Any business owner desires to see their company thrive and succeed. What business owner wouldn't want their company to be on the level of Wal-Mart or McDonald's? But what does that mean when the company gains the financial means to buy out its competitors? With no competition to help regulate product pricing large companies can control the market regardless of supply and demand. And while this could be a good thing for the company and its employees, the rest of the consumer market would be susceptible to predatory pricing, exclusive dealing, price discrimination, tying contracts, and refusing to supply an essential product or service.
Oregon's Attorney General Ellen Rosenblum and Texas' Attorney General Ken Paxton are the latest in a long line of people actively opposing the merger. The District of Columbia along with 15 states are looking to derail the merger that would join the 3rd and 4th largest telecommunication companies in the United States. The reasoning behind this is that many believe the merger will raise costs of telecommunications throughout the United States thereby greatly limiting quality service affordability. The trail is currently set to commence on December 9th.
The current estimates of the suspected price increase is somewhere in the neighborhood of $4.5 billion a year. Quite a substantial sum. It is easy to see where this could possibly lead. With less competition Americans could see their phone bills increase enough to make an impact on their daily lives. The merger would bring the combined companies customer base to about 126 million. Rivals AT&T stands at about 141 million subscribers and Verizon at about 150 million. The upside of the merger is an improvement to 5G performance promising faster speeds and more reliable connectivity. But as stated above this will come at a cost to the consumer due to the necessary research and development needed to make those promises a reality.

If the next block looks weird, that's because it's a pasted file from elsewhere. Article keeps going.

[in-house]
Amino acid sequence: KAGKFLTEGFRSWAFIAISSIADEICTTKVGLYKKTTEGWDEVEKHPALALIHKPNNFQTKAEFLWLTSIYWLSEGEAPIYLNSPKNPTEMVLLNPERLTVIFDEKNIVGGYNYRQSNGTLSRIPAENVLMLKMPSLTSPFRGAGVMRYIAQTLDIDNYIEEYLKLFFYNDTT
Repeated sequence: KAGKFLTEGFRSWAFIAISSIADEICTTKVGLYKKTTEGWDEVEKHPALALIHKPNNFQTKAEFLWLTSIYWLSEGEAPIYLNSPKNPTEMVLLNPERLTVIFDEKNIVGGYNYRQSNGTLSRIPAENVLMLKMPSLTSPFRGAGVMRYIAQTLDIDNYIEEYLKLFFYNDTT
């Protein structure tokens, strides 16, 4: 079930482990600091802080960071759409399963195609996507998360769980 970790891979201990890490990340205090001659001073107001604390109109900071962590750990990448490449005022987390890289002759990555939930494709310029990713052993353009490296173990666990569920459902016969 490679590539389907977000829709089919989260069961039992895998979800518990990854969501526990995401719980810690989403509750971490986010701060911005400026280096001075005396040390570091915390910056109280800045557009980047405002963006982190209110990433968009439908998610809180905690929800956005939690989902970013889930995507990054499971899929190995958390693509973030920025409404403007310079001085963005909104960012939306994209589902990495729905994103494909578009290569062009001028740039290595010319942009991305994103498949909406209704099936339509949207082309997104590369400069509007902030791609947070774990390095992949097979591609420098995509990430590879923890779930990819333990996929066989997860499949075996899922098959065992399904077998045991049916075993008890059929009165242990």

Another concern for current Sprint and T-Mobile customers is concessions that are required for the merger to take place. One such concession is that T-Mobile must sell off many of its assets including a good number of its store outlets and Boost Mobile to DISH. Not only that T-Mobile must let DISH access their network for 7 years while DISH build their own version of a 5G network. This could cause security issues as the companies' software could conflict with one another.
It is up to each and every consumer to make the best choice for their needs. Do your research and make sure you have what is best for you and your family. As of now we can only wait and see what the benefits and disadvantages will come of the merger.
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